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FinReg finished?

Happily, I've got some dribs and drabs of online access here on the Hill, so I can mention that the conference committee finished work on financial regulation in the wee hours of the morning. No one has the final text yet, and so the summaries are a bit early, but here's one from The Washington Post, here's a breakdown of provisions from the Wall Street Journal, and here's some commentary from Tim Fernholz.

Procedurally, the conference report will still need to be ratified by the House and Senate. It can't be amended, but it can be filibustered. That's why, for instance, Scott Brown got his way on permitting banks to invest up to 3 percent of their capital in private equity and hedge funds.

By Ezra Klein  |  June 25, 2010; 10:28 AM ET
 
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Comments

Any FinReg nerds out there know how much capital a current firm puts into hedge funds/private equity? I'm trying to figure out how well the bill compromise will curtail crazy risk taking (it sets it at 3 percent of the firm's capital), but no news outlet reporting on the bill is giving any sort of context...

Any opinions on the derivatives compromise? I thought it was the "bundling" that made such derivatives risky -- the gluing of high risk to low risk stuff in one package. So, who cares if "Banks ... would have to set up separately capitalized affiliates to trade derivatives in areas lawmakers perceived as riskier, including metals, energy swaps, and agriculture commodities, among other things." ?? The same risky financial product is there, and it can still be traded by banks, right?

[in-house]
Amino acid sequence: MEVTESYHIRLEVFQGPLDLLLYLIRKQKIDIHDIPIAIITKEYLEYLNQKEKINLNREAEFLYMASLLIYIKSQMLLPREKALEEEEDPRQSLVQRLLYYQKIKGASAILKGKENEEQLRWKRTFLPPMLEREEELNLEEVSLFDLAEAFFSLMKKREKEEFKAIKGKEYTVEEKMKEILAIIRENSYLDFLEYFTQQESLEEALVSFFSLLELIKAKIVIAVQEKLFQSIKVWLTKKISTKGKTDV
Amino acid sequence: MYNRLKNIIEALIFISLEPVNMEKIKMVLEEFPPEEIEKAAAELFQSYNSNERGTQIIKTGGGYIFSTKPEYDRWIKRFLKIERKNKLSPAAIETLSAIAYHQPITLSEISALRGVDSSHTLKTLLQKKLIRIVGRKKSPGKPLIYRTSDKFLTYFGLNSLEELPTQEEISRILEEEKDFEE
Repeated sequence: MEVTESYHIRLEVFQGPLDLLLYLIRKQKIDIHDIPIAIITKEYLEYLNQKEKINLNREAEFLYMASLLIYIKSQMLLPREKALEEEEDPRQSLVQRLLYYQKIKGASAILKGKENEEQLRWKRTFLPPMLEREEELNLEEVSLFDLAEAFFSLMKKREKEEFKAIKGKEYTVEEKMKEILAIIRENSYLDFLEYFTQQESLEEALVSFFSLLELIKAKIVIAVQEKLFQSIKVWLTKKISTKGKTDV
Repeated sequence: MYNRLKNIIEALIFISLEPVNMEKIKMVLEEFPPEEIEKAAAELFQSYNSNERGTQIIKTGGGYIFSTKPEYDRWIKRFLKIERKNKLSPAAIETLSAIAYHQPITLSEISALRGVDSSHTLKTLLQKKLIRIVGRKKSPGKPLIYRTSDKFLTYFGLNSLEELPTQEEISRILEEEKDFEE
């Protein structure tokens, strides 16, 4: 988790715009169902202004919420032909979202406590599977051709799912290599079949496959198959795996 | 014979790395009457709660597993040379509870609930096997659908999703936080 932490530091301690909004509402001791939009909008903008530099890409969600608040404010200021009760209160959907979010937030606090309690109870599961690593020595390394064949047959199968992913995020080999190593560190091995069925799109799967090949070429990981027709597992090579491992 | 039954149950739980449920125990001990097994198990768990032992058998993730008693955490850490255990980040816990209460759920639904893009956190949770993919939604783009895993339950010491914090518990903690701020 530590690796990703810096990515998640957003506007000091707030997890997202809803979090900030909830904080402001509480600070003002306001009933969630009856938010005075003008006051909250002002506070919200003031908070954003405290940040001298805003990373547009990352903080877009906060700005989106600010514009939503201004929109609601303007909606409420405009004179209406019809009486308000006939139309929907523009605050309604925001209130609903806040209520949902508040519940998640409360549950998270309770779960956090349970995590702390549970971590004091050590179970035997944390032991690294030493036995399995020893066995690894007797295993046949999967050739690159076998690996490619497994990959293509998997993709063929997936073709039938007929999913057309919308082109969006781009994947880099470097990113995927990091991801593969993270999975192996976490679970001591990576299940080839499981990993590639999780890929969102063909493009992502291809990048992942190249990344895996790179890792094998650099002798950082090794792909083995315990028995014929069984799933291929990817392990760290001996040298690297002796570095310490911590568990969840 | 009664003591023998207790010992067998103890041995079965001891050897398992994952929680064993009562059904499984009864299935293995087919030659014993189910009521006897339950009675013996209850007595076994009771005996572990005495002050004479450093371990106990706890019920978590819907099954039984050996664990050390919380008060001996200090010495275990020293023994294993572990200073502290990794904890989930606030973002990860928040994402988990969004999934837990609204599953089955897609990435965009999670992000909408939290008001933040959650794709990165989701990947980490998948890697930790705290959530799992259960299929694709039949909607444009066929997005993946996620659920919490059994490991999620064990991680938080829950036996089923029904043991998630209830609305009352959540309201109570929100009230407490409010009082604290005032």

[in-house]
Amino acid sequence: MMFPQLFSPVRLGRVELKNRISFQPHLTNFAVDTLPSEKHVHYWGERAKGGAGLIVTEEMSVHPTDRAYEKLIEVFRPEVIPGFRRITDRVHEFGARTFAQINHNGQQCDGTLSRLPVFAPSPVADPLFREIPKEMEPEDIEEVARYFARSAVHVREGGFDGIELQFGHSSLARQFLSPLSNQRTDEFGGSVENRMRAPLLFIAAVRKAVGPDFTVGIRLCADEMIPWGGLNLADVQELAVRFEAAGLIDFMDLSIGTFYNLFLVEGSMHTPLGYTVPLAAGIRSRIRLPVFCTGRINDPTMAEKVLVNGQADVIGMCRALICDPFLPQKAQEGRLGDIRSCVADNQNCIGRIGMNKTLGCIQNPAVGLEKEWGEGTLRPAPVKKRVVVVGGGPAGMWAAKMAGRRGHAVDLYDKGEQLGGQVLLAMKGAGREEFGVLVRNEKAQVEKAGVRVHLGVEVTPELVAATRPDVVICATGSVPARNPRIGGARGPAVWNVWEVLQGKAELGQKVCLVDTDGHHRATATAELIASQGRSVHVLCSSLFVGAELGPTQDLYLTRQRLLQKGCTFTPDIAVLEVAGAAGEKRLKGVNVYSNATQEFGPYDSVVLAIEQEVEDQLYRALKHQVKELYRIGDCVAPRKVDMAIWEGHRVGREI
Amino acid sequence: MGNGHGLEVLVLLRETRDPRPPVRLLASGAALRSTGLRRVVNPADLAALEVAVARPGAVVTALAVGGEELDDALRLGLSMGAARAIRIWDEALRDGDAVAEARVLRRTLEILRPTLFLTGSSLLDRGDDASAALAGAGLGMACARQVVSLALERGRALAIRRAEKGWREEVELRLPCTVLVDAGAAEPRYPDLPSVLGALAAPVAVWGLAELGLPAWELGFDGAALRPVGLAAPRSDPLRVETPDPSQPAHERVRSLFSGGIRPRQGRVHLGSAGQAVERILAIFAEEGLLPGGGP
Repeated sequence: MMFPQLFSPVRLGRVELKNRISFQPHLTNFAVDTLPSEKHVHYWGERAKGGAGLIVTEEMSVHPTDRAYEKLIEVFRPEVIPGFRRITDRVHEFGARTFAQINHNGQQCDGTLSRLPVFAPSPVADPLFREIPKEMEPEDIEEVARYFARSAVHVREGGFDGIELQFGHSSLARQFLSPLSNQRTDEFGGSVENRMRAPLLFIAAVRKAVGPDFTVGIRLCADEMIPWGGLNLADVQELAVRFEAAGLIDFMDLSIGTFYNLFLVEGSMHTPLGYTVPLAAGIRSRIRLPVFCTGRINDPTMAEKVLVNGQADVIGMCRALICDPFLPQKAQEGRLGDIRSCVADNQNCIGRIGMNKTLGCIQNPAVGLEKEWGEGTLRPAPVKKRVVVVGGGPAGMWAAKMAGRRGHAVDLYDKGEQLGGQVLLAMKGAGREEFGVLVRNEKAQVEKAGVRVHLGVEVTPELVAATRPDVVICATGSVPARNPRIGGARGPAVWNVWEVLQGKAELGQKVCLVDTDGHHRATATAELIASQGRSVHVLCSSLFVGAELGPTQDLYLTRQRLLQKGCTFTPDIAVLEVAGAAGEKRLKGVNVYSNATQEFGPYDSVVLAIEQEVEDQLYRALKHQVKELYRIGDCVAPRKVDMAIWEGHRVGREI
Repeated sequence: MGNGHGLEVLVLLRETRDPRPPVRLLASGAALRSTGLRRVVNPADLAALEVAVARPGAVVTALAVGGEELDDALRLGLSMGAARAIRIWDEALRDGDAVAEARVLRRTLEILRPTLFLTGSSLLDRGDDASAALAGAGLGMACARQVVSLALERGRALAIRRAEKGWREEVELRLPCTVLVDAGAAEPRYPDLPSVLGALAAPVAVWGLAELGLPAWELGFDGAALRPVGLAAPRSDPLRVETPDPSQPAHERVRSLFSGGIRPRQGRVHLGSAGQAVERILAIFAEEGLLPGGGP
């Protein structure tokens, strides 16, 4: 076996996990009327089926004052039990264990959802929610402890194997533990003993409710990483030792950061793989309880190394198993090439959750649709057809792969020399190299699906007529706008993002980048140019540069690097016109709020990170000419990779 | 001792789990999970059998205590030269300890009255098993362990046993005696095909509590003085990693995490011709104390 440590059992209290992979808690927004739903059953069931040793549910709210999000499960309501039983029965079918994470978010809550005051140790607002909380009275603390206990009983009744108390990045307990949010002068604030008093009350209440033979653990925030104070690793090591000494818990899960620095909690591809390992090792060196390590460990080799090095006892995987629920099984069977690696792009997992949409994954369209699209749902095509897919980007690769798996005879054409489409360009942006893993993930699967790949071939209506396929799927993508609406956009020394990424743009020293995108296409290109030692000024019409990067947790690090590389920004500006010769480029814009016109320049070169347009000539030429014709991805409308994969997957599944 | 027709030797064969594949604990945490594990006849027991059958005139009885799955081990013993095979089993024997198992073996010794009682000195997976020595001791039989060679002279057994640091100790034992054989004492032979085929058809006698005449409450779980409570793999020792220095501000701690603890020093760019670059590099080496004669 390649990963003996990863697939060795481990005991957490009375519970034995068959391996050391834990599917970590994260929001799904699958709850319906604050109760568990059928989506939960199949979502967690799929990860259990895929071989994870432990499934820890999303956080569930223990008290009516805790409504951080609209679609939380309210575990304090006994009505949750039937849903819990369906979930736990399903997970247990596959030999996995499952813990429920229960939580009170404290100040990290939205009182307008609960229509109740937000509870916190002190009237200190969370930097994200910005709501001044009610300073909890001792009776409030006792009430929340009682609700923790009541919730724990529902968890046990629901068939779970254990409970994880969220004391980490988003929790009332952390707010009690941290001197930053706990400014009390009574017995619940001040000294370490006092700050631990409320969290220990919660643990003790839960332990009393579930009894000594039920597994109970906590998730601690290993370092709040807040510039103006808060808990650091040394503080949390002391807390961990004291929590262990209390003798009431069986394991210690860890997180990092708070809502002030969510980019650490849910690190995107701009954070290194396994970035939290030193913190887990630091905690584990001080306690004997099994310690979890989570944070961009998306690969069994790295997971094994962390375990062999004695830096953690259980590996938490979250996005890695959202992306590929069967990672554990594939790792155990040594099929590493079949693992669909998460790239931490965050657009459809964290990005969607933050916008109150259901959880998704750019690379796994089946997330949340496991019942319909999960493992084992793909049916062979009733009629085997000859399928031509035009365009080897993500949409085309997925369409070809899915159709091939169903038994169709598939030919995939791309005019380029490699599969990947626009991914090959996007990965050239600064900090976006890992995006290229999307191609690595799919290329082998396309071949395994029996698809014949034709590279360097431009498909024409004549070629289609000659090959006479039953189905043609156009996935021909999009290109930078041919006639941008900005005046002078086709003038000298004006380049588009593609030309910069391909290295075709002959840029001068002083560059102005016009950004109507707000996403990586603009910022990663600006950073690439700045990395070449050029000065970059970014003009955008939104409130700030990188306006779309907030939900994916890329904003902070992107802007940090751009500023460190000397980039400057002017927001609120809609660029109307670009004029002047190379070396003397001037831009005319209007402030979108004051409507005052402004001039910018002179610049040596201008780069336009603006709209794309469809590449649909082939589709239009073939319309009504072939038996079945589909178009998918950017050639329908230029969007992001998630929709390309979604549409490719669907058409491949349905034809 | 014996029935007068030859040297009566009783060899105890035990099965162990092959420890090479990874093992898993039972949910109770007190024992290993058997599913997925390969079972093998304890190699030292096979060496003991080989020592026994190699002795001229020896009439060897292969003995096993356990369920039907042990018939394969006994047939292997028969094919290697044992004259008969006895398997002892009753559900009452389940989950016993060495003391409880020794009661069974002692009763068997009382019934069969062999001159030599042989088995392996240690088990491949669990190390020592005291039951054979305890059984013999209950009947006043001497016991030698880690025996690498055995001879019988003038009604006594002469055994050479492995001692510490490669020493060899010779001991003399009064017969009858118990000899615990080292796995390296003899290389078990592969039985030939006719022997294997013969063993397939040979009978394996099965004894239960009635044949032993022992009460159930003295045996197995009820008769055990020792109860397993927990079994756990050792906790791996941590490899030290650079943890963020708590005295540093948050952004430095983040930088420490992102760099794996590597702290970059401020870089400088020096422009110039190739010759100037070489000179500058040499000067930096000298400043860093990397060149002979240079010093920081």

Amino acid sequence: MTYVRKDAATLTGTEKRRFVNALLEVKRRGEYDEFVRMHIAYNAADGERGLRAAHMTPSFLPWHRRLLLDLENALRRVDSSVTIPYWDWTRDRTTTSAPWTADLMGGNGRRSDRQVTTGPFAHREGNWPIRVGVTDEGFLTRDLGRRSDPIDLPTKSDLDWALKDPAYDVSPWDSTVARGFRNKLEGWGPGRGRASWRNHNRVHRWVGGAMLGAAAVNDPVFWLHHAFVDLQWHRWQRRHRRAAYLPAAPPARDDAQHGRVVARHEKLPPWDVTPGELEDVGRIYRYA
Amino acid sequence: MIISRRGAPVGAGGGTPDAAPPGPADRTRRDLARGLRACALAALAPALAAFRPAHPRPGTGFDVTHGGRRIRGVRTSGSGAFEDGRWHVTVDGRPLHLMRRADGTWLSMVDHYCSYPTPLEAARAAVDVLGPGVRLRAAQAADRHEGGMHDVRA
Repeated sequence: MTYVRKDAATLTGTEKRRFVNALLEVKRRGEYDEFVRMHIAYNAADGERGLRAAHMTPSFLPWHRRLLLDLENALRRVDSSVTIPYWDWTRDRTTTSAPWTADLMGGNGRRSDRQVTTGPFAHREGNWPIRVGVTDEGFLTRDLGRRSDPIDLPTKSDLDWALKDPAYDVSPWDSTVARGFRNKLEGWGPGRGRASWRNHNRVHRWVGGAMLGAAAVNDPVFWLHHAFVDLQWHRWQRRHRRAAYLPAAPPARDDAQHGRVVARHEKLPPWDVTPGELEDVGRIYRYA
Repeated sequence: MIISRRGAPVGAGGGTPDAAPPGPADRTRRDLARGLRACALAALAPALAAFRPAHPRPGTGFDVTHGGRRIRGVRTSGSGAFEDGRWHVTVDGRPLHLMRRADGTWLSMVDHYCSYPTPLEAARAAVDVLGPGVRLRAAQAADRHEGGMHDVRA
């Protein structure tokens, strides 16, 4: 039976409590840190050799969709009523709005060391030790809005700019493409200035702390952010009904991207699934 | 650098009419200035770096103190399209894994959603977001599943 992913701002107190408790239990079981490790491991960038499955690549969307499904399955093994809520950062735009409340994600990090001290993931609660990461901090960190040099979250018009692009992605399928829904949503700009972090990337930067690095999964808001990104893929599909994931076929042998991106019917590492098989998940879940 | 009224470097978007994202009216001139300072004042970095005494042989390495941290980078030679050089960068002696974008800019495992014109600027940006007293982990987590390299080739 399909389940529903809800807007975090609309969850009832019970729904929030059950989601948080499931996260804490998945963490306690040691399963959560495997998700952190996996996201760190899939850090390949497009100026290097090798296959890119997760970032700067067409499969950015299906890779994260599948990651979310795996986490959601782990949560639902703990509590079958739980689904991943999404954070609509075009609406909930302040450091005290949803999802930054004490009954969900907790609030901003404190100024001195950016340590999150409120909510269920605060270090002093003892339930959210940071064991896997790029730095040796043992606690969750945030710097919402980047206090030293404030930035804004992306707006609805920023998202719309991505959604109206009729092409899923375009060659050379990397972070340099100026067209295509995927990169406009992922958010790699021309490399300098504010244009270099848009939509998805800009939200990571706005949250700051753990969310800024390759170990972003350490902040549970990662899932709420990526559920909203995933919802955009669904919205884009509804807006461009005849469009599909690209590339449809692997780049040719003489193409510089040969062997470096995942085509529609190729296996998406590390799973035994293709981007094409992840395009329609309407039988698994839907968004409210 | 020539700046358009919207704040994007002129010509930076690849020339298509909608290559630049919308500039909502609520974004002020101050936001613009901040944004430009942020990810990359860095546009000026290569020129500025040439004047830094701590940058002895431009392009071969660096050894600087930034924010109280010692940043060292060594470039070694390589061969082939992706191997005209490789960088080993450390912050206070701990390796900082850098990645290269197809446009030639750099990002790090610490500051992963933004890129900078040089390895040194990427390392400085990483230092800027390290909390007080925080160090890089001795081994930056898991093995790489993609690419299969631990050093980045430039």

Posted by: Chris_ | June 25, 2010 11:01 AM | Report abuse

@Ezra:

"...permitting banks to invest up to 3 percent of their capital in private equity and hedge funds."

How much of a percentage can they invest now?

Posted by: TheBBQChickenMadness | June 25, 2010 12:58 PM | Report abuse

According to the WSJ story in the link provided above (best explanation I've read), many banks invest much more than 3% in private equity and hedge funds. More importantly, it prevents a bank from using capital to bail out a failing fund--the fund's holders (bank's customers) would bear the risk of failure. Wasn't this what caused Bear, Stearns to fail? In addition, it separates most derivatives
trading into a part of the bank that isn't federally insured so that the feds (taxpayers) aren't on the hook.

Anothr interesting provision is that in additon to the $19 billion bank tax, if there were a big liquidation, the other big banks would have to pony up money to fund it. This might aaffect banks' behavior and willingness to buy each other rather than see one liquidated.

Lots of stuff is put off on "the regulators", especially the SEC. It really depends on who is in power, whom they appoint and how much they can resist regulatory capture.

Posted by: Mimikatz | June 25, 2010 1:14 PM | Report abuse

@Mimi

"According to the WSJ story in the link provided above (best explanation I've read), many banks invest much more than 3% in private equity and hedge funds."

Thanks! I am still curious if there's any hard data about a percentage to more directly gauge the difference though - esp. if it included the capital for bailing out a failing fund you mention.

Posted by: TheBBQChickenMadness | June 25, 2010 2:12 PM | Report abuse

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